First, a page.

Lead-Safe Wisconsin: Find Funding Opportunities to Fix Lead Hazards
Learn about funding opportunities on this page. We include opportunities for both individuals and organizations.
Funding for individuals
There may be funds available in your community to help fix lead-based paint hazards. For example, there may be grants or loans available that prioritize homeowners with low to moderate incomes, or property owners who rent to people with low to moderate incomes.
The Wisconsin Department of Administration’s Division of Housing offers a Community Development Block Grant (CDBG) and HOME Investment Partnerships Program to help pay for housing rehabilitation work, including work to fix lead-based paint hazards.
You can use the map below to find your region, or you can use the list.
Grant funding is handled independently of region in counties colored red on the map (Dane, Milwaukee, Waukesha counties), and in cities with more than 50,000 people.
Use the Wisconsin Department of Administration’s contact list (Word) for programs in those areas.
Community Development Block Grant housing regional offices
Central Housing Region
Juneau County Housing Authority
Northeastern Housing Region
Brown County Planning Commission
North West Housing Region
Northwest Regional Planning Commission
Northwoods Housing Region
Southern Housing Region
MSA Professional Services
South West Housing Region
West Central Housing Region
Chippewa County Housing Authority
715-726-7933, ext. 8
This program helps families make lead-based paint repairs to their homes. Families may qualify for the program if they live in an older home that has peeling paint or old windows, and if they’re on Medicaid or BadgerCare Plus.
The U.S. Department of Housing and Urban Development (HUD) funds programs that help low- and moderate-income homeowners with children under 6 fix their lead-based paint hazards.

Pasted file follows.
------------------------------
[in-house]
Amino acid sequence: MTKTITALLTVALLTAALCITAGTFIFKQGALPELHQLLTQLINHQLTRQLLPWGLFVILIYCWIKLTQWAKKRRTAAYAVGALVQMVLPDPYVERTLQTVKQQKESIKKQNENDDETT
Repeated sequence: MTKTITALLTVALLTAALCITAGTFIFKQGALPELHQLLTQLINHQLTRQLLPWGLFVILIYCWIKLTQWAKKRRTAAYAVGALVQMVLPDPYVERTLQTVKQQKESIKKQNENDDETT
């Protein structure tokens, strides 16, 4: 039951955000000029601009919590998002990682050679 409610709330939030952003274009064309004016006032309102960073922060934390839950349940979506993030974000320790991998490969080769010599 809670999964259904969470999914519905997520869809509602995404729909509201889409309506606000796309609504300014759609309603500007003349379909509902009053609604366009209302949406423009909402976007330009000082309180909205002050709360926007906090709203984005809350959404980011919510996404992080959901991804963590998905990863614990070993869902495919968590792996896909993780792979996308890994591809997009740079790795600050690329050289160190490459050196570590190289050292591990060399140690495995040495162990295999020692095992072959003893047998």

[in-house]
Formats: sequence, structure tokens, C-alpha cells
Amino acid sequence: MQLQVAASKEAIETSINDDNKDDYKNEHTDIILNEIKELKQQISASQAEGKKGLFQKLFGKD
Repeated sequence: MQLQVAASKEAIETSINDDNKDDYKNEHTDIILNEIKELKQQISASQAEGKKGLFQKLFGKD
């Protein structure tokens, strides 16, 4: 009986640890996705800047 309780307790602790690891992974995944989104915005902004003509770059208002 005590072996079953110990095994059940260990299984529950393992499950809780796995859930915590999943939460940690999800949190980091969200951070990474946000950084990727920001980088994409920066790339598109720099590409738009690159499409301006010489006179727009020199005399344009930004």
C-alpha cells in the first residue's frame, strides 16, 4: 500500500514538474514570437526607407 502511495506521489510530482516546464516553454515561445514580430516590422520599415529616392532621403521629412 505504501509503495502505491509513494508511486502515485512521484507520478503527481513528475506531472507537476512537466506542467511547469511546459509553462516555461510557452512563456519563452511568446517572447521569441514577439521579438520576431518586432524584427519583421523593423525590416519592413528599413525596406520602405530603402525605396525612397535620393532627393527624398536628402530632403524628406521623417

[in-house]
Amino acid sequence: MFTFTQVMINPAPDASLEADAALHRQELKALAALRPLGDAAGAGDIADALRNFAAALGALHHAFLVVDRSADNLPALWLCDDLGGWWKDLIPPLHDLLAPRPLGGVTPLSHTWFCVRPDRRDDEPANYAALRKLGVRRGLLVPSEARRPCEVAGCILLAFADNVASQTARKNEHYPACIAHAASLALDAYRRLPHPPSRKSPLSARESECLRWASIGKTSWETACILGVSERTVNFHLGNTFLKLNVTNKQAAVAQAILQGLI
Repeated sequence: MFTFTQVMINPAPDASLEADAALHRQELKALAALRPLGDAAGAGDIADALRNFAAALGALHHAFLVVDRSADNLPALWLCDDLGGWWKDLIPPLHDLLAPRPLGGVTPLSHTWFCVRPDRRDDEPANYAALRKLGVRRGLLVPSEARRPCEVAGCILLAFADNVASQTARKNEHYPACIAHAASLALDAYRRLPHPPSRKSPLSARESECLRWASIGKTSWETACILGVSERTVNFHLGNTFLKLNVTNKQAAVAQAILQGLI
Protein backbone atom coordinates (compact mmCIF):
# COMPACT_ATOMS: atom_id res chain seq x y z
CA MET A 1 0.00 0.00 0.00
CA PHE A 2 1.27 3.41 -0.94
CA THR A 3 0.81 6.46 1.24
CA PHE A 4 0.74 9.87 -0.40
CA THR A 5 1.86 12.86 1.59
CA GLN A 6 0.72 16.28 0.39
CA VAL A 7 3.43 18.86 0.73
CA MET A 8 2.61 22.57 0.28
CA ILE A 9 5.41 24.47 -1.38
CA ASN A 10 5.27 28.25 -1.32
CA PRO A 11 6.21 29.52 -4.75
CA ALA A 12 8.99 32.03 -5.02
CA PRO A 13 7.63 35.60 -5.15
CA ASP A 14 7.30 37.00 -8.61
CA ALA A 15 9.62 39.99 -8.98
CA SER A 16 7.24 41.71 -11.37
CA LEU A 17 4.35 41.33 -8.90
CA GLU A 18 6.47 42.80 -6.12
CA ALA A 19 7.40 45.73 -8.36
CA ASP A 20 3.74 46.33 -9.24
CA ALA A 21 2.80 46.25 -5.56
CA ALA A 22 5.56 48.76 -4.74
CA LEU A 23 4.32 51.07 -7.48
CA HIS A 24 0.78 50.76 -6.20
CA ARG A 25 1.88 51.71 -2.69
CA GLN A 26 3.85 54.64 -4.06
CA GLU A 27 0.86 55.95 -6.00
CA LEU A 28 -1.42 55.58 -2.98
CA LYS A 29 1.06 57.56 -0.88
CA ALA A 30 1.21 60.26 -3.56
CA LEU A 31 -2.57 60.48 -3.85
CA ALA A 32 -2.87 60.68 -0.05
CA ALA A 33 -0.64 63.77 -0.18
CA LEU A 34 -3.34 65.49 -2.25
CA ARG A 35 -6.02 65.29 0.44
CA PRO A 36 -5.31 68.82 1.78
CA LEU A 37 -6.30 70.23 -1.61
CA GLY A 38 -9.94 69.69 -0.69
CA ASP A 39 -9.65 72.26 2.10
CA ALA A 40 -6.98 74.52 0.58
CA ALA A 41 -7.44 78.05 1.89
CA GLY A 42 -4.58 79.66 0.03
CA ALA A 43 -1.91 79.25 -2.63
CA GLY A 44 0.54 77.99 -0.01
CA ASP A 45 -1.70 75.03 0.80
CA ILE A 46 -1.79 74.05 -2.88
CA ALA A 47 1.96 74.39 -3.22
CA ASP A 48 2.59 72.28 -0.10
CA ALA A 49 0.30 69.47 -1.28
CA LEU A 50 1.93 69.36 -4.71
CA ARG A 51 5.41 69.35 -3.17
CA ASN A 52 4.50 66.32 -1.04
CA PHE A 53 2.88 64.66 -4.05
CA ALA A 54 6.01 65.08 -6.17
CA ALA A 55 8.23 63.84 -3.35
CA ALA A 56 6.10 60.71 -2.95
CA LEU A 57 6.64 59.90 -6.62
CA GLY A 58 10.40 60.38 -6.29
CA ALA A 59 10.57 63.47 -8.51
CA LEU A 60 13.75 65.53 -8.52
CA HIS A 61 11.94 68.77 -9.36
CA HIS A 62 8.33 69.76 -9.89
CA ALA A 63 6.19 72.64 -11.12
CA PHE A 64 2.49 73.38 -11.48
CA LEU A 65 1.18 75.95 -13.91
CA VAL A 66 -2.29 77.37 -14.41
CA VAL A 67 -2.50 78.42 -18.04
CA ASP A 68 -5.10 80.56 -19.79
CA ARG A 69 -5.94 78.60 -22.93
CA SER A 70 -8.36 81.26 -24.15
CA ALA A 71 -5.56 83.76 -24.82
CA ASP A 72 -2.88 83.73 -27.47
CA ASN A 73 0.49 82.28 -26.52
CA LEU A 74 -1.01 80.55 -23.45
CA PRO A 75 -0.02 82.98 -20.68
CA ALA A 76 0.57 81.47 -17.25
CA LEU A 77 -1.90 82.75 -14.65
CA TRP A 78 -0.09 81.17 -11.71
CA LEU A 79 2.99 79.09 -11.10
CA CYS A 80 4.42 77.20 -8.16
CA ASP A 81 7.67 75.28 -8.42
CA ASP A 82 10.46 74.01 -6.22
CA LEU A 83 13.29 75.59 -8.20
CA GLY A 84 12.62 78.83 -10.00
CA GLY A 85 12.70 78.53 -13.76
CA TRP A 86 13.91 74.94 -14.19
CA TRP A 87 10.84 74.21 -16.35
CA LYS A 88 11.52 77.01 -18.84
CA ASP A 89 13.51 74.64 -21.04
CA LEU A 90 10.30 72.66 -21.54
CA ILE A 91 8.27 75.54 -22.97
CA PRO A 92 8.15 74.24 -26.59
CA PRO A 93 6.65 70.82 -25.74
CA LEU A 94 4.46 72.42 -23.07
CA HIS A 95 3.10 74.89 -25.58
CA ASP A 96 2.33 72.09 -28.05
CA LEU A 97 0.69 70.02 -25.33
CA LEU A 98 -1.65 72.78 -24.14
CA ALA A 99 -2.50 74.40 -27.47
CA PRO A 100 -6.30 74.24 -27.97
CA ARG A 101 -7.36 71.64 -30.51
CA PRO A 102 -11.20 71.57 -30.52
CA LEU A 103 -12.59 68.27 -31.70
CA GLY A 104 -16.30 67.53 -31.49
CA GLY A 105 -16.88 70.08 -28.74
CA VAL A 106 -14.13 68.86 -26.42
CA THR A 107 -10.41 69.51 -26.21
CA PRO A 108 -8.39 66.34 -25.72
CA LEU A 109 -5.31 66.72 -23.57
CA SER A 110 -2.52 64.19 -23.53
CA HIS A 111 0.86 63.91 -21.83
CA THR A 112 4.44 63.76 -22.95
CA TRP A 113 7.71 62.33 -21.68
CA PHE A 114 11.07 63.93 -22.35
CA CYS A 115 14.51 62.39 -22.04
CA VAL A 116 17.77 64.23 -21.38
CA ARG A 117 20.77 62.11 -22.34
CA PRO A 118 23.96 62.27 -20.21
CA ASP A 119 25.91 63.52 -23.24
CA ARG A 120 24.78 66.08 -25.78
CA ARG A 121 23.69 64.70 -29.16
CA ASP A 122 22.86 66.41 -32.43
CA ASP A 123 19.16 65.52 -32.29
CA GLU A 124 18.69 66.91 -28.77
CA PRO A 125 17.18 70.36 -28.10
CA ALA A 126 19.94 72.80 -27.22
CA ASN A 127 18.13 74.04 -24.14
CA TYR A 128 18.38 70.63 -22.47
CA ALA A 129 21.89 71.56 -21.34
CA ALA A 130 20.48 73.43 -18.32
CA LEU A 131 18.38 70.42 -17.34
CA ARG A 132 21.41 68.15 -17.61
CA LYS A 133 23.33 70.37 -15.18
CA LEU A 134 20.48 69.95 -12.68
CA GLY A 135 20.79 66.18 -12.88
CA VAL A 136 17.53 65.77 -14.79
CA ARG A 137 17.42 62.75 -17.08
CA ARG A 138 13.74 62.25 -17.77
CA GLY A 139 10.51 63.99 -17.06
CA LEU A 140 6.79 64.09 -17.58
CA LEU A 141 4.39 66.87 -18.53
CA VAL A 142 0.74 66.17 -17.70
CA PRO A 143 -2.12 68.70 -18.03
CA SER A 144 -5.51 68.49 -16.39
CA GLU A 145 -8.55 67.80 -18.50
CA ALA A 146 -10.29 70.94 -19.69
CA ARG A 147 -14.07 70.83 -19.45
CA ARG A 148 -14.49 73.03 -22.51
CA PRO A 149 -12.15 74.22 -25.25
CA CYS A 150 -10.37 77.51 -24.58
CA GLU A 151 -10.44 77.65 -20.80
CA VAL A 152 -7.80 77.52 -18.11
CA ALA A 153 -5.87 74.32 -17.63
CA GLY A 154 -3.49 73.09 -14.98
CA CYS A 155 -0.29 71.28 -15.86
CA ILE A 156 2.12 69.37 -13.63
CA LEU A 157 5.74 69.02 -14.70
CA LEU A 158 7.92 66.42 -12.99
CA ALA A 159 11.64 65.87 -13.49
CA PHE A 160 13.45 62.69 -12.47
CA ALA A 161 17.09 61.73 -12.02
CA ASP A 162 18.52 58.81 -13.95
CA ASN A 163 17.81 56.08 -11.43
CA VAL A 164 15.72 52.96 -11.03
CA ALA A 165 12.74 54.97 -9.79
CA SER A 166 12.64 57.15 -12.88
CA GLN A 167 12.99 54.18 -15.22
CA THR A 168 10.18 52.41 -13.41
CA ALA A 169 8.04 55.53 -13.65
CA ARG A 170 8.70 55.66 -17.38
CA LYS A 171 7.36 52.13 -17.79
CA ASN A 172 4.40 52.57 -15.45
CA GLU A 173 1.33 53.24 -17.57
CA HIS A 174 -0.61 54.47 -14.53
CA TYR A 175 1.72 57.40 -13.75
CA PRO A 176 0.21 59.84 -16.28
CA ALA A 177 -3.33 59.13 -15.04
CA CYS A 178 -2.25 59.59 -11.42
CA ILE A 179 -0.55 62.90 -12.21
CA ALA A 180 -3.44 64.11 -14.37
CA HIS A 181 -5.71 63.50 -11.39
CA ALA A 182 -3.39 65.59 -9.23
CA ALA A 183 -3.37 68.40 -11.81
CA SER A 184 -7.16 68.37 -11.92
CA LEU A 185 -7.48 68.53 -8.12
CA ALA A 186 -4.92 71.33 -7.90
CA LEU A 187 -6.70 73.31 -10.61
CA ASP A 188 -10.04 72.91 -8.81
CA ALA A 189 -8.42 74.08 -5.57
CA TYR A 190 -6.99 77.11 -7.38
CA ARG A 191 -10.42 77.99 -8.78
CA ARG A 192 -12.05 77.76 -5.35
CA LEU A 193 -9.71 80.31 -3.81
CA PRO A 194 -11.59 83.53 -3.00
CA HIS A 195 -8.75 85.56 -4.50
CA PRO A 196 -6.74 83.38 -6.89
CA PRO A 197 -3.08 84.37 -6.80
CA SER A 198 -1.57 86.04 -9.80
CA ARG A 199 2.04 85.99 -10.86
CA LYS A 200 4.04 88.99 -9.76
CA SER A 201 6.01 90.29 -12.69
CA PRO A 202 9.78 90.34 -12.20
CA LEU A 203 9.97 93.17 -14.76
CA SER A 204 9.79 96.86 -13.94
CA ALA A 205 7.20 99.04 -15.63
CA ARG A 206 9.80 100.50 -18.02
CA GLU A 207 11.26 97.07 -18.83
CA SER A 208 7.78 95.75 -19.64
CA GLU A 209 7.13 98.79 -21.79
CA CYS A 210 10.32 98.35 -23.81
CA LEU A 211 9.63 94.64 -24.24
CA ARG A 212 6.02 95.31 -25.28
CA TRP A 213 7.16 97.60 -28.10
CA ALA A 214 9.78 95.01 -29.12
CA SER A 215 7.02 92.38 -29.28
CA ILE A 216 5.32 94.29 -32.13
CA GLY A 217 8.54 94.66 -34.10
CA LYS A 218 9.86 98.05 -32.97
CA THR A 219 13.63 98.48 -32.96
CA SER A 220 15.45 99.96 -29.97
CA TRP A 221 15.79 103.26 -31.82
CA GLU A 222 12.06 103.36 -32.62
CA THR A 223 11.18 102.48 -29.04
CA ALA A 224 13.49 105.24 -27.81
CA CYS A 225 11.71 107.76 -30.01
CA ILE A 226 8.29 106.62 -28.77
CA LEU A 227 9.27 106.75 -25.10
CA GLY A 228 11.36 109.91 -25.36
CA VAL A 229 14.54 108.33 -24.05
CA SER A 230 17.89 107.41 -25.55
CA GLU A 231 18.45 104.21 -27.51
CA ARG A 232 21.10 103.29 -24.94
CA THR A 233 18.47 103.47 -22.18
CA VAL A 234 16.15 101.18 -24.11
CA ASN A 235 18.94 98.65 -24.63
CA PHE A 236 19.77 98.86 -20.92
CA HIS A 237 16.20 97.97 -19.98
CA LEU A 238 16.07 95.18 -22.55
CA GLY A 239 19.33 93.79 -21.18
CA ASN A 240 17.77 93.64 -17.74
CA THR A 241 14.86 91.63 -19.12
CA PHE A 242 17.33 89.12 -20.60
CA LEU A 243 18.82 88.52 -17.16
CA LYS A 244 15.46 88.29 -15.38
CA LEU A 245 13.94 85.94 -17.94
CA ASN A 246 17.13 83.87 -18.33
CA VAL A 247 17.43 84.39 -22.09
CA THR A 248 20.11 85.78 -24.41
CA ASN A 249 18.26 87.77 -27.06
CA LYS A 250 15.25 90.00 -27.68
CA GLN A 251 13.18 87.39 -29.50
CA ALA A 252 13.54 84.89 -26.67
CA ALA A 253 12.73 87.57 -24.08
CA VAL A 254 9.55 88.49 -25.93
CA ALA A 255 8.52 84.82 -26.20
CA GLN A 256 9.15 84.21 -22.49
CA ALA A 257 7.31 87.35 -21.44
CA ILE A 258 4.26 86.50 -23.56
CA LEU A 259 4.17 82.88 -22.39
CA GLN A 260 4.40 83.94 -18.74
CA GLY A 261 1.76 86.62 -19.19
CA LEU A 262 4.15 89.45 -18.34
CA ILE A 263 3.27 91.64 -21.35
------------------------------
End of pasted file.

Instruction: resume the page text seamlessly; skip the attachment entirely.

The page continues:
These communities receive this type of funding from HUD:
City of Milwaukee
Lead Primary Prevention Program
Kenosha/Racine Lead-Free Communities Partnership
Kenosha/Racine Lead-Free Communities Partnership
- Rural Housing Repair Program—May be used for renovation and repair help
- Veterans Administration (VA) Home Loans—May be used for repairing or remodeling a veteran’s primary home
- Wisconsin Community Action Program Association—May be used for emergency rental assistance for Wisconsin residents
Funding for organizations
This donor list includes both government and private funding sources. Search both to find the ones that may apply to you and your needs. You can then prepare and submit a grant application.
Catalog of Federal Domestic Assistance
The online Catalog of Federal Domestic Assistance lets you access all the federal programs that are available to:
- Domestic public, semi-public, and private for-profit and nonprofit organizations and institutions.
- Federally recognized Tribal Nation governments.
- Specialized groups.
- State and local governments (including the District of Columbia).
- Territories (and possessions) of the United States.